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New satellite mission will enable better flood prediction modeling

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According to a recent study, a new satellite, set to launch in 2021, will offer a better understanding of the earth's water surface elevation enabling better flooding prediction modeling.

NASA SWOT mission NASA SWOT mission NASA

Extreme flooding incidents have become common in most parts of the world mostly due to climate change. Predicting when and where the disaster will strike is crucial in order to design and implement safety measures preventing casualties and infrastructure damage.

The new Surface Water and Ocean Topography (SWOT) satellite will gather elaborate data about water surface elevation of rivers, oceans and lakes around the world. It will be able to cover about 90% of the Earth's total surface and record water level changes at least 2 times every 21 days. The mission will aid in modeling flood incidents and ocean circulation more accurately and will improve climate predictions.

According to Dr. Renato Frasson, lead author of the study and Senior Research Associate at the Ohio State University, the efficiency of current flood maps is mitigated due to inaccurate terrain models.  “The flood maps — the 100-year, 500-year flood plains — they are only as good as our understanding of the terrain. And land use changes, rivers migrate, sometimes naturally, other times due to human activity. However, in some areas of the world, the best available maps are not updated often enough. With this mission, we will be able to go in and correct that old data,” Dr. Frasson emphasizes.

The endeavor will highly aid prediction modeling in under-studied parts of the globe, most of them located in Africa, Indonesia and South America. However, it will also be useful in areas that are thoroughly studied such as the United States.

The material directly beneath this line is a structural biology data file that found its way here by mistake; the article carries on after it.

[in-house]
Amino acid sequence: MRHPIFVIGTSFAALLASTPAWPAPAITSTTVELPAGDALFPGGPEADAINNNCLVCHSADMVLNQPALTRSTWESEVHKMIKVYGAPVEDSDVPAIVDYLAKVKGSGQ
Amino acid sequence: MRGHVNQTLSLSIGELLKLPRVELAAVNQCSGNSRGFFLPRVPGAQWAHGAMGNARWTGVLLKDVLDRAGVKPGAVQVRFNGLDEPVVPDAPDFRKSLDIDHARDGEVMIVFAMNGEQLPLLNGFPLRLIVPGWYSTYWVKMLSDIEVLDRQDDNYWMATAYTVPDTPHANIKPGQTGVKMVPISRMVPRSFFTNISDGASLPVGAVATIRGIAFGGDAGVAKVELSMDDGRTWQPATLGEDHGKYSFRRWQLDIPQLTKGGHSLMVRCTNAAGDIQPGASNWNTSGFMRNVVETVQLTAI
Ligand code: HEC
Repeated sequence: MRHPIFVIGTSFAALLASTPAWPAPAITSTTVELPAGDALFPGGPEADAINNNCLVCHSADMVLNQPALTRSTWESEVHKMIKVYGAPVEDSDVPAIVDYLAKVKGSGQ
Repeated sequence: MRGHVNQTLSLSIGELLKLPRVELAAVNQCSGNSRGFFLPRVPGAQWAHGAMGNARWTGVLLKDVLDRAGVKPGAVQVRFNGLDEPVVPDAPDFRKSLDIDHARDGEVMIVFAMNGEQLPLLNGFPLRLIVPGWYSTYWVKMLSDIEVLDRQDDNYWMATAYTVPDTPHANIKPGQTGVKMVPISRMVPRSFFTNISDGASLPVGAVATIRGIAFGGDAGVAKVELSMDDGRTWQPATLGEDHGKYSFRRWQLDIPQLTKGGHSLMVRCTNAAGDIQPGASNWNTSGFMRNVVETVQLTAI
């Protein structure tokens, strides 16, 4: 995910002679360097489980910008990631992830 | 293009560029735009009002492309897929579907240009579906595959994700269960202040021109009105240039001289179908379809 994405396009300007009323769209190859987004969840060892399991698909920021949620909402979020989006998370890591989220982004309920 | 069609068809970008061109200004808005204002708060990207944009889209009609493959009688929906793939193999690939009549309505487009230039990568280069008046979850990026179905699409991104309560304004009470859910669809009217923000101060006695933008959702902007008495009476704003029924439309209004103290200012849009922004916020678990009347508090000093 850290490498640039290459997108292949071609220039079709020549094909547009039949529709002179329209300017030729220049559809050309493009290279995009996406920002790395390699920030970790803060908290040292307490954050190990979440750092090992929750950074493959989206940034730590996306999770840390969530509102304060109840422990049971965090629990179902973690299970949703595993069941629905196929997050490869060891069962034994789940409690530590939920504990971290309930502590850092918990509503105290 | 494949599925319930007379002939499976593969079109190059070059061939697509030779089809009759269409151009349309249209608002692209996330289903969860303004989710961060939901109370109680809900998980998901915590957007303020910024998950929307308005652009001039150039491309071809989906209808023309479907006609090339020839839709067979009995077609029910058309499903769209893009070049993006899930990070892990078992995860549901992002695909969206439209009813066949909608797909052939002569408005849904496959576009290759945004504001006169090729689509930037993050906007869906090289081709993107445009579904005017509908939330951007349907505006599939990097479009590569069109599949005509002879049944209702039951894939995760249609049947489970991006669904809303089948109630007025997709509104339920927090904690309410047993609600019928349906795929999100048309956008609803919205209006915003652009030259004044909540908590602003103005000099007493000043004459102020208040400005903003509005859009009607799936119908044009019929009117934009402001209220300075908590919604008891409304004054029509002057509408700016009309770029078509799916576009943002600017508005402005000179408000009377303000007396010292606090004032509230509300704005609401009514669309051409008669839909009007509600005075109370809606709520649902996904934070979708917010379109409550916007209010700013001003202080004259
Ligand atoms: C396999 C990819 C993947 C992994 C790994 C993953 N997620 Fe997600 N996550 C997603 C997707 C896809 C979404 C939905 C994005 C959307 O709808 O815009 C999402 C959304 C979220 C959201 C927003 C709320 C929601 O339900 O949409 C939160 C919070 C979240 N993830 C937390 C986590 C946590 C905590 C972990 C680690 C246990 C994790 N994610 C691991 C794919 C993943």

Scientists evaluated the potential of the new satellite by comparing data collected from the Dartmouth Flood Observatory at the University of Colorado associated with the areas that the SWOT mission will pass by. The research team found that, based on the database used by the Observatory, the satellite will be able to capture about 55% of the total amount of floods worldwide.

“At first, it might not seem that exciting — just 55 percent of floods. But what is really worth knowing is that, because we had this data from the Dartmouth Flood Observatory, we were able to see that the more intense the flood, the larger number of people who were displaced, and the more likely SWOT is to see those floods. And because SWOT is flying over areas of the world that have very little monitoring, it is likely to capture more floods than we would have otherwise known about,” Dr. Frasson, stated.

The ultimate purpose of SWOT mission is to provide the data to improve the prediction models, giving time for people to take the necessary safety measures or even to evacuate a hazardous region.

Source: Ohio State University


Read 133 times Last modified on Monday, 30 September 2019 15:58
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